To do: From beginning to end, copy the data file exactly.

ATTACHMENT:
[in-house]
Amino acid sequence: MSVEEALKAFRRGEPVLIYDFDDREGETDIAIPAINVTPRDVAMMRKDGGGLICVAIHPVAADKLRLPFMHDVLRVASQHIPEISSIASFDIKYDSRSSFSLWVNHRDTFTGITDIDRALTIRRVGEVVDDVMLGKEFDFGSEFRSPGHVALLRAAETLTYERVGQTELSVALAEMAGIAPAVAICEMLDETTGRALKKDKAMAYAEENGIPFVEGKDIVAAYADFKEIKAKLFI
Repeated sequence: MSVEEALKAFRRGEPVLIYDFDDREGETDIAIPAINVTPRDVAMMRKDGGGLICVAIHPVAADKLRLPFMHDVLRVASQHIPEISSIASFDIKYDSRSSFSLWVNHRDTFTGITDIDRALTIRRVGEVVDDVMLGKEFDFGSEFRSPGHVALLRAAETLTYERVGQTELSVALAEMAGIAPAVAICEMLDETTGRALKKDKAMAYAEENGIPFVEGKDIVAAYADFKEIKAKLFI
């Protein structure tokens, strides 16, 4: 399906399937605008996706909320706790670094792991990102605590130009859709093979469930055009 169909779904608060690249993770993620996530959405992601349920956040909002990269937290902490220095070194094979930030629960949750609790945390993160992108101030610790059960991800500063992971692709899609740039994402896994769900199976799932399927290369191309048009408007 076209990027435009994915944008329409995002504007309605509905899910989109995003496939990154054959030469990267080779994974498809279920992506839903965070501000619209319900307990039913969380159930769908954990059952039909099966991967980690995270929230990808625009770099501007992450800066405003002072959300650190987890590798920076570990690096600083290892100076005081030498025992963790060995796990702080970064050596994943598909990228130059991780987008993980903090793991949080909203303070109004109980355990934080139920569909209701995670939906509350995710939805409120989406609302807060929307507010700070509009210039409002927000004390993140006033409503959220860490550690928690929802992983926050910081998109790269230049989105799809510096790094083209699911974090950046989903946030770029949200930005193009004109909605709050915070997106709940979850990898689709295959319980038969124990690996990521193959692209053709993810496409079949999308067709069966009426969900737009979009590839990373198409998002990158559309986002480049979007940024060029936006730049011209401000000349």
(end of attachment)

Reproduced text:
[in-house]
Amino acid sequence: MSVEEALKAFRRGEPVLIYDFDDREGETDIAIPAINVTPRDVAMMRKDGGGLICVAIHPVAADKLRLPFMHDVLRVASQHIPEISSIASFDIKYDSRSSFSLWVNHRDTFTGITDIDRALTIRRVGEVVDDVMLGKEFDFGSEFRSPGHVALLRAAETLTYERVGQTELSVALAEMAGIAPAVAICEMLDETTGRALKKDKAMAYAEENGIPFVEGKDIVAAYADFKEIKAKLFI
Repeated sequence: MSVEEALKAFRRGEPVLIYDFDDREGETDIAIPAINVTPRDVAMMRKDGGGLICVAIHPVAADKLRLPFMHDVLRVASQHIPEISSIASFDIKYDSRSSFSLWVNHRDTFTGITDIDRALTIRRVGEVVDDVMLGKEFDFGSEFRSPGHVALLRAAETLTYERVGQTELSVALAEMAGIAPAVAICEMLDETTGRALKKDKAMAYAEENGIPFVEGKDIVAAYADFKEIKAKLFI
């Protein structure tokens, strides 16, 4: 399906399937605008996706909320706790670094792991990102605590130009859709093979469930055009 169909779904608060690249993770993620996530959405992601349920956040909002990269937290902490220095070194094979930030629960949750609790945390993160992108101030610790059960991800500063992971692709899609740039994402896994769900199976799932399927290369191309048009408007 076209990027435009994915944008329409995002504007309605509905899910989109995003496939990154054959030469990267080779994974498809279920992506839903965070501000619209319900307990039913969380159930769908954990059952039909099966991967980690995270929230990808625009770099501007992450800066405003002072959300650190987890590798920076570990690096600083290892100076005081030498025992963790060995796990702080970064050596994943598909990228130059991780987008993980903090793991949080909203303070109004109980355990934080139920569909209701995670939906509350995710939805409120989406609302807060929307507010700070509009210039409002927000004390993140006033409503959220860490550690928690929802992983926050910081998109790269230049989105799809510096790094083209699911974090950046989903946030770029949200930005193009004109909605709050915070997106709940979850990898689709295959319980038969124990690996990521193959692209053709993810496409079949999308067709069966009426969900737009979009590839990373198409998002990158559309986002480049979007940024060029936006730049011209401000000349």